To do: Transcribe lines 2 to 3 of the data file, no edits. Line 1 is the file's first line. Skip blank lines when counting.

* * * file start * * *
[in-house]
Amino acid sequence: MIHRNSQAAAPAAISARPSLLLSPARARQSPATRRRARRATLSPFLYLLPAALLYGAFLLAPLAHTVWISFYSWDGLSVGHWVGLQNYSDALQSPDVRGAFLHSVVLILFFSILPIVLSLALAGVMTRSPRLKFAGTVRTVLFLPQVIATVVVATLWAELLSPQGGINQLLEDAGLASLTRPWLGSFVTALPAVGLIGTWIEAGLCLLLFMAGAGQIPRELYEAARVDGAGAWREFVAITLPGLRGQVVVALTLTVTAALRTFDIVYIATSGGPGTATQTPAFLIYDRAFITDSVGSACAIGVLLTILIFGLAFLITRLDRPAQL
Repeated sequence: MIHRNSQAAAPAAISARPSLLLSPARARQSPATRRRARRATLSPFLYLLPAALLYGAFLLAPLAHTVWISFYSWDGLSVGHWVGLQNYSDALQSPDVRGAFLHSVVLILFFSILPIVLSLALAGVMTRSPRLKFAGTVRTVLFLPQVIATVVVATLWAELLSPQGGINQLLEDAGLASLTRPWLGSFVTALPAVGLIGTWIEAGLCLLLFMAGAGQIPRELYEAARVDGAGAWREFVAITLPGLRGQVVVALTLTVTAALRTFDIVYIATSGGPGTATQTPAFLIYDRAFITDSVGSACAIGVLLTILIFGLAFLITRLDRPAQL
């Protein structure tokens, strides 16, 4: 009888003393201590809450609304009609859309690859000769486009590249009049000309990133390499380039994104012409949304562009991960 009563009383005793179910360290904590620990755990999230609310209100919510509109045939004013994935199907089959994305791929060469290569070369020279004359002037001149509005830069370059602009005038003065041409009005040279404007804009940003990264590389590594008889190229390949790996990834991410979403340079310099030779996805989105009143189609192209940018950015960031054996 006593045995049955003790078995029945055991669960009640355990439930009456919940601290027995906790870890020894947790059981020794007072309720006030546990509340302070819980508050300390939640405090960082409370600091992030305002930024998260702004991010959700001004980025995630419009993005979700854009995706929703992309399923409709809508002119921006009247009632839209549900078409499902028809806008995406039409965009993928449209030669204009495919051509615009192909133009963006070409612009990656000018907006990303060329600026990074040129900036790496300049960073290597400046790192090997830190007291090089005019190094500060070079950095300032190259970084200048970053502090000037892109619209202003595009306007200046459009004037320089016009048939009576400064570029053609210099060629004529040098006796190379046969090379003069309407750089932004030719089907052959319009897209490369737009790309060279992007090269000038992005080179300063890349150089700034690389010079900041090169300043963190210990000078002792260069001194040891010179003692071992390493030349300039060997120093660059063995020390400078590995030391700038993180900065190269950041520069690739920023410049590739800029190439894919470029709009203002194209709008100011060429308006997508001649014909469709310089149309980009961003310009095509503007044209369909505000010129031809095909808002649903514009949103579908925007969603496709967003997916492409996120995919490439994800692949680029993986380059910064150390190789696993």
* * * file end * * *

Amino acid sequence: MIHRNSQAAAPAAISARPSLLLSPARARQSPATRRRARRATLSPFLYLLPAALLYGAFLLAPLAHTVWISFYSWDGLSVGHWVGLQNYSDALQSPDVRGAFLHSVVLILFFSILPIVLSLALAGVMTRSPRLKFAGTVRTVLFLPQVIATVVVATLWAELLSPQGGINQLLEDAGLASLTRPWLGSFVTALPAVGLIGTWIEAGLCLLLFMAGAGQIPRELYEAARVDGAGAWREFVAITLPGLRGQVVVALTLTVTAALRTFDIVYIATSGGPGTATQTPAFLIYDRAFITDSVGSACAIGVLLTILIFGLAFLITRLDRPAQL
Repeated sequence: MIHRNSQAAAPAAISARPSLLLSPARARQSPATRRRARRATLSPFLYLLPAALLYGAFLLAPLAHTVWISFYSWDGLSVGHWVGLQNYSDALQSPDVRGAFLHSVVLILFFSILPIVLSLALAGVMTRSPRLKFAGTVRTVLFLPQVIATVVVATLWAELLSPQGGINQLLEDAGLASLTRPWLGSFVTALPAVGLIGTWIEAGLCLLLFMAGAGQIPRELYEAARVDGAGAWREFVAITLPGLRGQVVVALTLTVTAALRTFDIVYIATSGGPGTATQTPAFLIYDRAFITDSVGSACAIGVLLTILIFGLAFLITRLDRPAQL